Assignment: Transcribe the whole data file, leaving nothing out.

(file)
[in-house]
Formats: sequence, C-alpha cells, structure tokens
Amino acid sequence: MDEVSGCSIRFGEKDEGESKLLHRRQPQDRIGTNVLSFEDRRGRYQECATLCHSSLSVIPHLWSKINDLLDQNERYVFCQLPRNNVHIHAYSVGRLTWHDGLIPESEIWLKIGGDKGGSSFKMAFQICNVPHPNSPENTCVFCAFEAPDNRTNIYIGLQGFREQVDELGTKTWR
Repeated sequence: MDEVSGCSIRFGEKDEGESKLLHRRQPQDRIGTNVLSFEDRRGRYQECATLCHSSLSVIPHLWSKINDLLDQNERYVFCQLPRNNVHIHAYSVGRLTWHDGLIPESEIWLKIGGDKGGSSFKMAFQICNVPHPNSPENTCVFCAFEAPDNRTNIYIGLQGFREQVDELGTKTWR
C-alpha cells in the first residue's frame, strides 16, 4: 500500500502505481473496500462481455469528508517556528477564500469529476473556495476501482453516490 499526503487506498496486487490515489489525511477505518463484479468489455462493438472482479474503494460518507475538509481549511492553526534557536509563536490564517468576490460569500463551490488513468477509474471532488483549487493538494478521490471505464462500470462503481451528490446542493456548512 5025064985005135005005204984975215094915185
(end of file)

[in-house]
Formats: sequence, C-alpha cells, structure tokens
Amino acid sequence: MDEVSGCSIRFGEKDEGESKLLHRRQPQDRIGTNVLSFEDRRGRYQECATLCHSSLSVIPHLWSKINDLLDQNERYVFCQLPRNNVHIHAYSVGRLTWHDGLIPESEIWLKIGGDKGGSSFKMAFQICNVPHPNSPENTCVFCAFEAPDNRTNIYIGLQGFREQVDELGTKTWR
Repeated sequence: MDEVSGCSIRFGEKDEGESKLLHRRQPQDRIGTNVLSFEDRRGRYQECATLCHSSLSVIPHLWSKINDLLDQNERYVFCQLPRNNVHIHAYSVGRLTWHDGLIPESEIWLKIGGDKGGSSFKMAFQICNVPHPNSPENTCVFCAFEAPDNRTNIYIGLQGFREQVDELGTKTWR
C-alpha cells in the first residue's frame, strides 16, 4: 500500500502505481473496500462481455469528508517556528477564500469529476473556495476501482453516490 499526503487506498496486487490515489489525511477505518463484479468489455462493438472482479474503494460518507475538509481549511492553526534557536509563536490564517468576490460569500463551490488513468477509474471532488483549487493538494478521490471505464462500470462503481451528490446542493456548512 5025064985005135005005204984975215094915185